Tech transformation tracker: Key findings
Our Tech Transformation Tracker, in partnership with IQ-EQ, was designed to check the pulse of the industry’s transition at this pivotal and fascinating point in time. We wanted to know if managers are really moving away from Excel and manual processes, towards more sophisticated and automatic systems.
The first section of the survey dug into the core functions of a GP’s back, middle and front offices, detailing the proportion of respondents outsourcing, insourcing or using software systems for each task. We found that almost half (46%) of respondents use accounting software. This highlights the complexity of PE accounting, and tells us that Excel is no longer up for the job, instead specific solutions are needed.
A large proportion of the respondents are currently looking for new software solutions for core back and middle office functions (fund administration 34%; compliance and reporting 33% and waterfall distribution 33%). This indicates the accelerated pace of change when it comes to technological infrastructure.
All conversations today around technology and software in private equity inevitably come down to data. The second half of our report showed private equity is alive to the importance of good data, and can clearly see the opportunities brought about by harnessing data science. However, there is a long way to go. The majority of those surveyed (62%) do not currently have a data lake. While a handful of the respondents (13%) rated their current data practices as being highly effective - most (74%) said they were average. Despite these admissions, data holds the key to the industry’s future, with 29% of those surveyed predicting their LPs will request direct data feeds into their systems in the future.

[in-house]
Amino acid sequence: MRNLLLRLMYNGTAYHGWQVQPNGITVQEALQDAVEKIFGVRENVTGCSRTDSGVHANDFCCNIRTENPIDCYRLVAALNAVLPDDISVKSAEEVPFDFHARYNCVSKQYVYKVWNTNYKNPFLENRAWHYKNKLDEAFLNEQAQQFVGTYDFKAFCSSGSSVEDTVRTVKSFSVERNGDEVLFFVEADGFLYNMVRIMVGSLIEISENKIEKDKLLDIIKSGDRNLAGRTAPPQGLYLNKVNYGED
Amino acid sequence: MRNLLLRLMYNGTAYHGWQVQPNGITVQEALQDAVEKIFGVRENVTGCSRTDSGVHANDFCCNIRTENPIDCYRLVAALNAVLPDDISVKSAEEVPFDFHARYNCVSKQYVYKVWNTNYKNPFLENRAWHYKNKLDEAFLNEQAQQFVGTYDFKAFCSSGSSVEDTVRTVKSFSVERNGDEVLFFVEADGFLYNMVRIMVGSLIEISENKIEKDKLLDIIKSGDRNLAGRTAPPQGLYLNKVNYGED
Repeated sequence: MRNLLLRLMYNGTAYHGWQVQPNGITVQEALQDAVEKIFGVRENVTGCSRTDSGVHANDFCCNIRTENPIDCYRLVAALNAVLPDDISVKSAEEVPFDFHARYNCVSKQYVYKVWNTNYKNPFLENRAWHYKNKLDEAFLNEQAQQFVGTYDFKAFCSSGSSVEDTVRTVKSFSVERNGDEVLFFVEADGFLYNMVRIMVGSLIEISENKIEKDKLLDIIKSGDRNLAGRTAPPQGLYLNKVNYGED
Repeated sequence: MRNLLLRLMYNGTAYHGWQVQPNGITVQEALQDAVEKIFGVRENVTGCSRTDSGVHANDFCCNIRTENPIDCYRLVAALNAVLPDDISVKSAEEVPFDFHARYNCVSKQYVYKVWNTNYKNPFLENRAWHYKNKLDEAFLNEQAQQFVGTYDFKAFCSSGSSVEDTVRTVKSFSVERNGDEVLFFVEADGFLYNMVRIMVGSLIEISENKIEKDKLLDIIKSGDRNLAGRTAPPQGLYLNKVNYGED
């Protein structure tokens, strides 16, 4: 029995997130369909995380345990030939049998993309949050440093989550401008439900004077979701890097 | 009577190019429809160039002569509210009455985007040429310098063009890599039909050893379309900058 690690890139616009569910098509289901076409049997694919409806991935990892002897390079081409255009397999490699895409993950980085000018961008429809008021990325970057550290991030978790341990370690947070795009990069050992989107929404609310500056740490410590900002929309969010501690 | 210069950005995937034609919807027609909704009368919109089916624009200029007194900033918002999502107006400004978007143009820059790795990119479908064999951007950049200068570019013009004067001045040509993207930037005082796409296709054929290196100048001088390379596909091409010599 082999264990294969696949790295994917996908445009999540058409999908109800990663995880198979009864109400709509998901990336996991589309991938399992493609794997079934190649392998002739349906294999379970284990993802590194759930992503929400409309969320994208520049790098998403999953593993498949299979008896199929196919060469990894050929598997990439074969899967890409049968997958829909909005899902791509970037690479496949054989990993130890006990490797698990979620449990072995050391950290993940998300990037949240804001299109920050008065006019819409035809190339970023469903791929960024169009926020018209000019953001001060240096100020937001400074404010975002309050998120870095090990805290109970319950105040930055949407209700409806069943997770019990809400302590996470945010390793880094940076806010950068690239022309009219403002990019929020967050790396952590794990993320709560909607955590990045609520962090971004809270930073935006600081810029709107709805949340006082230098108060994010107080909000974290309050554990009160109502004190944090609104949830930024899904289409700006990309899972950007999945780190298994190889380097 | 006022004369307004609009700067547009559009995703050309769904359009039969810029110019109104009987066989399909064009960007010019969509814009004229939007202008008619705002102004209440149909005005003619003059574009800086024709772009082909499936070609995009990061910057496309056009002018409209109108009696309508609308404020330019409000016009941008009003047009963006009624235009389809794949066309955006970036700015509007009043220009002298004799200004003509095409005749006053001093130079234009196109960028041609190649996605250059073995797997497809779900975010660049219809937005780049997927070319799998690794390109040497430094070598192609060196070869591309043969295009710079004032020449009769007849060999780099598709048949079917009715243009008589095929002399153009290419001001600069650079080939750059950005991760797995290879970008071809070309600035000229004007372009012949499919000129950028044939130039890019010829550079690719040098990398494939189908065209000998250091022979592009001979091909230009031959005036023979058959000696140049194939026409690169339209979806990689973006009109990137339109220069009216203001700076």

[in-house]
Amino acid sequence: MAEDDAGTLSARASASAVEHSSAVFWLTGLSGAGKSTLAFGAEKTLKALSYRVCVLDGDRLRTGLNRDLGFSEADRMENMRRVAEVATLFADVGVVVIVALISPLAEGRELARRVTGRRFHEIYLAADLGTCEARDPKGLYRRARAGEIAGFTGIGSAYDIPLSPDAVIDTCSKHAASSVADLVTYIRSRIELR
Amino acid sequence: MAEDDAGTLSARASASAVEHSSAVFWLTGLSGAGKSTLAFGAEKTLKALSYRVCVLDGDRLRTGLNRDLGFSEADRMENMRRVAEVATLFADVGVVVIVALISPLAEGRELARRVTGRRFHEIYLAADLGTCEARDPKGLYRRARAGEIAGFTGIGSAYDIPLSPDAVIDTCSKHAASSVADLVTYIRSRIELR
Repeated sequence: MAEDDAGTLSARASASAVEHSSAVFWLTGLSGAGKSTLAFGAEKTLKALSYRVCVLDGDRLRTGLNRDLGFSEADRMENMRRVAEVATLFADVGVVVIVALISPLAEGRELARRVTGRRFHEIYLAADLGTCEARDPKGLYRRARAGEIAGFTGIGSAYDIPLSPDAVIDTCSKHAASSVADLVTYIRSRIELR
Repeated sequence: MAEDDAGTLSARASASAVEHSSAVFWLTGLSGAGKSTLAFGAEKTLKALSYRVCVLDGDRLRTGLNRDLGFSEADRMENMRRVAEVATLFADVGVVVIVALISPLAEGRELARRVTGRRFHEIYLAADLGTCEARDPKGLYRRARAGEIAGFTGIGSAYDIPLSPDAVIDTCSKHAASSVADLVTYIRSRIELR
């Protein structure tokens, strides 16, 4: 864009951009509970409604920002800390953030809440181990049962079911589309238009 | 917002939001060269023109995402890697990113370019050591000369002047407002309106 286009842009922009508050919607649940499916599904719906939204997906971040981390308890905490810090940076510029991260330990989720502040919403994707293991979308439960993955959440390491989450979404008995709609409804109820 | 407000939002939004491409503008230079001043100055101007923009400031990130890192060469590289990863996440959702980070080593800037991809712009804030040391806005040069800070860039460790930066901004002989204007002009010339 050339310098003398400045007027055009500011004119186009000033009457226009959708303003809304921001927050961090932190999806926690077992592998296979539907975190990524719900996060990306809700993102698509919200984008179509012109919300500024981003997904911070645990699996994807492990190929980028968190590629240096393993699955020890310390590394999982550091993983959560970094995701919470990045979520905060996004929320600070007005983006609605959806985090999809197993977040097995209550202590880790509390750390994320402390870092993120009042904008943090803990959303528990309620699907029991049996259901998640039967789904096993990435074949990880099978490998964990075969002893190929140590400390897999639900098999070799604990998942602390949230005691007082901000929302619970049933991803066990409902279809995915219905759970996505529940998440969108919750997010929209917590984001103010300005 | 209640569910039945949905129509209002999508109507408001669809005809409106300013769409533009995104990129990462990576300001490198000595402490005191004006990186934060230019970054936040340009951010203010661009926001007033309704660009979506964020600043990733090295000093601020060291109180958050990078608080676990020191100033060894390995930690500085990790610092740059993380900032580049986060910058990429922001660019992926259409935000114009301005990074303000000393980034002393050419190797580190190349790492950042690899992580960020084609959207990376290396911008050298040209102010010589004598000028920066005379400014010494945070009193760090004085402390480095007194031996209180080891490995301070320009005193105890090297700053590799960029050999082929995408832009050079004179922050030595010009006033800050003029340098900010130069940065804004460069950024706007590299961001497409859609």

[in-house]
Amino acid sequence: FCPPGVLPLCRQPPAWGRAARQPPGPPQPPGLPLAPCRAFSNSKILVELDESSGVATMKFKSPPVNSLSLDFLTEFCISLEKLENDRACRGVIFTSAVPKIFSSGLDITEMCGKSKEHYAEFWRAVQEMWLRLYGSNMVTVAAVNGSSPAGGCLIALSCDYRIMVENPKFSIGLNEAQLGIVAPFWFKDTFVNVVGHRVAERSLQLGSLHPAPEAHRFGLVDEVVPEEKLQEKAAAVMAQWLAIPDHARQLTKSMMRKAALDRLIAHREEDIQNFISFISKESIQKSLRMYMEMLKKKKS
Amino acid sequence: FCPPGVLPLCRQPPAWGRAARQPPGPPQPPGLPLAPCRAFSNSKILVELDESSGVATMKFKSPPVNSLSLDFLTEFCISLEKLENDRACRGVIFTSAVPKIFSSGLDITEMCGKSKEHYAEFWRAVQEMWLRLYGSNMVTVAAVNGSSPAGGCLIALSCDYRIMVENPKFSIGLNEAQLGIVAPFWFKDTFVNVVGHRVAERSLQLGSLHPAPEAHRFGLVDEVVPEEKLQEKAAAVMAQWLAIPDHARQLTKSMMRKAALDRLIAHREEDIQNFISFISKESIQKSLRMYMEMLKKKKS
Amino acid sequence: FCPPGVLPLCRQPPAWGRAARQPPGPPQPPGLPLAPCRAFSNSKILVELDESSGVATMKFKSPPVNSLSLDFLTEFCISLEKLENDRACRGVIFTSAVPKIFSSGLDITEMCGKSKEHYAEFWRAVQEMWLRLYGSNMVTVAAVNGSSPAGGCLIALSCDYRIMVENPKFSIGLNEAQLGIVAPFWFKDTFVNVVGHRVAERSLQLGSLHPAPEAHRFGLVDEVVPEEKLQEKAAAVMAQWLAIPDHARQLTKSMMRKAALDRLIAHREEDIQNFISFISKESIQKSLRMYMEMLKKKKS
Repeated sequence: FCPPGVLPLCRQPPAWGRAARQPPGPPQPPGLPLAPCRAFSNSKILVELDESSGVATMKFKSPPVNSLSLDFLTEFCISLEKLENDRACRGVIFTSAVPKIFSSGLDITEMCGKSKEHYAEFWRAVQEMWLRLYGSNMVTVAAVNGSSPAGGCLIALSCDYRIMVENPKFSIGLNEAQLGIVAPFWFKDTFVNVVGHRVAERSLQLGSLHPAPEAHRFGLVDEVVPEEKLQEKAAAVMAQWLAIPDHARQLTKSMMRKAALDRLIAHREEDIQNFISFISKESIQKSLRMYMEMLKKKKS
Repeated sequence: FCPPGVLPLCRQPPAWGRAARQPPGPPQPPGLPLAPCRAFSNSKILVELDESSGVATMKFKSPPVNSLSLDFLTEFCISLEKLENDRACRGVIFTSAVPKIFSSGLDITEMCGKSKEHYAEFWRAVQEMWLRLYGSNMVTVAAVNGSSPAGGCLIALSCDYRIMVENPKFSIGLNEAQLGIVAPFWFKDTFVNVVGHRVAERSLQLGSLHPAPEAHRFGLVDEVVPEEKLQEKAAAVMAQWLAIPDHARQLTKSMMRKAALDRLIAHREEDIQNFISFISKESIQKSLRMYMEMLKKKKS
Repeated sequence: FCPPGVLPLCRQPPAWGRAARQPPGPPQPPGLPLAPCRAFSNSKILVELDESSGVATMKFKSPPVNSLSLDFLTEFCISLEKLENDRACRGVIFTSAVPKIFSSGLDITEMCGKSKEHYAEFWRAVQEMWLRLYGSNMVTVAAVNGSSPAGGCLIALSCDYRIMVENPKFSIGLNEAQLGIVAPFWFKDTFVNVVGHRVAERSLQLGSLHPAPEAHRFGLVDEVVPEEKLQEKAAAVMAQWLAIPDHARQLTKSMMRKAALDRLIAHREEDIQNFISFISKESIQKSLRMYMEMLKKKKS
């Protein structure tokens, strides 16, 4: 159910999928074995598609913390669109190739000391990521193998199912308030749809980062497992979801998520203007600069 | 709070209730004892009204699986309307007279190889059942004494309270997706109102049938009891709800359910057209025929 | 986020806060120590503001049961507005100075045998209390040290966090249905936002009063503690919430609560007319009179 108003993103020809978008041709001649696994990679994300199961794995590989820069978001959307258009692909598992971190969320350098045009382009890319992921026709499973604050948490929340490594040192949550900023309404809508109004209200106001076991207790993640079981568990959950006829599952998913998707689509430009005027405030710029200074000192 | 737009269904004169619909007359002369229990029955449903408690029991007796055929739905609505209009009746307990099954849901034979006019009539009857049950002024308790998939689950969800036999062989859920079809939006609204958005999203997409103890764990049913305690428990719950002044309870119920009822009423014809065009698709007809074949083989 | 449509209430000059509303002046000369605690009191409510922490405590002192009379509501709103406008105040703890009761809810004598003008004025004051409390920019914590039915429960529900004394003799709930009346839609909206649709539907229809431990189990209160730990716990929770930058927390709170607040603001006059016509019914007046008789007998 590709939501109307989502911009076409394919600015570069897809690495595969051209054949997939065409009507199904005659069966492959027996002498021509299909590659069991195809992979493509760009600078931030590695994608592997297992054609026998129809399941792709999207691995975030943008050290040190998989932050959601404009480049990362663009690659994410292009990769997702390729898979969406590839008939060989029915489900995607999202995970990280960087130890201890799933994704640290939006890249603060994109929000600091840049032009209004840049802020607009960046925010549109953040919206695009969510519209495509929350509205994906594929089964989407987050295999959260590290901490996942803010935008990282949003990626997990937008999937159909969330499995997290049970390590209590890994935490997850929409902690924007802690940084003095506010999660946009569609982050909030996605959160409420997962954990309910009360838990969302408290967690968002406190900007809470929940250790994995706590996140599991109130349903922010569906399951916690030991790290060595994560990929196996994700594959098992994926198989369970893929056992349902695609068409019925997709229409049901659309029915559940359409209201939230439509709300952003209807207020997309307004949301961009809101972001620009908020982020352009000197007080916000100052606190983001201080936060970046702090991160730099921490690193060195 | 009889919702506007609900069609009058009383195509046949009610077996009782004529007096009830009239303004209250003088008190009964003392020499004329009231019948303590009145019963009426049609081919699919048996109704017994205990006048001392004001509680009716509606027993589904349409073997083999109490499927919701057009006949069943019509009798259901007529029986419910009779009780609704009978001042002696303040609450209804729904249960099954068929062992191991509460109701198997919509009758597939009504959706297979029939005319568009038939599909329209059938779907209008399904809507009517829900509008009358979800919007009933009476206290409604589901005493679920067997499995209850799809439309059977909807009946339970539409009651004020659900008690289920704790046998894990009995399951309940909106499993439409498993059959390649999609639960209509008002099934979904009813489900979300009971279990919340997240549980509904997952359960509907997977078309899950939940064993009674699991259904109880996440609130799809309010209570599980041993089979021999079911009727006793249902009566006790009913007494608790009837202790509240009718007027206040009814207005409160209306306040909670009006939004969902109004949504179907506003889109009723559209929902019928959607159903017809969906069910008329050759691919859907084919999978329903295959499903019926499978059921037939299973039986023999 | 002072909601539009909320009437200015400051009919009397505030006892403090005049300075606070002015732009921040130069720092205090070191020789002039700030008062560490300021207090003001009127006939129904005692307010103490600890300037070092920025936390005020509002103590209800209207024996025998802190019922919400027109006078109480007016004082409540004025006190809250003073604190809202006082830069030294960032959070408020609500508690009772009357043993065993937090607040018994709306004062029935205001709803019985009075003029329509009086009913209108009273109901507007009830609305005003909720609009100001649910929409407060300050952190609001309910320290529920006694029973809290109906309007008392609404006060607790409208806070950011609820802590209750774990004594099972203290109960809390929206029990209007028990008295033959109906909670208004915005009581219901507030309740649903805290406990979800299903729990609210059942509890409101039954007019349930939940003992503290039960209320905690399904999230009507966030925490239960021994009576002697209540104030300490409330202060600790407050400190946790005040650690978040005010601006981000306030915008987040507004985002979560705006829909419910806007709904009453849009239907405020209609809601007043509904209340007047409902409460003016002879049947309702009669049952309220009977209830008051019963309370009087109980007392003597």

The findings from the survey, while providing an insight into PE’s current use of technology, also offer a glimpse into the future. For example, while only 15% of those surveyed use software to assist in fundraising and investor relations, this group were the most happy with the solution they use. When a technology is effective, it is likely to become mainstream.
Conversely, respondents were least happy with their fund administration systems. With a large majority (65%) of those surveyed using these systems, this finding highlights a clear pain point for managers, and provides new entrants with an opportunity to disrupt the traditional market.
Another key finding centred around cyber security, which has gained a great deal more attention over the past year, with PwC reporting that 80% of private equity firms have experienced a breach in that period.
Of the fund managers surveyed, 79% have a cyber security policy, with 46% having a cybersecurity system in place. Interestingly, 79% believed having a cyber security policy or system has influenced their ability to fundraise – demonstrating the increased scrutiny of LPs when it comes to robust security systems.
What this report makes strikingly clear is that the role of technology in private equity is a vital one. And returning to our central question; is private equity moving away from Excel? It’s clear to see the industry’s embrace of technology has accelerated dramatically over the past 18 months.
To view the full results, click here.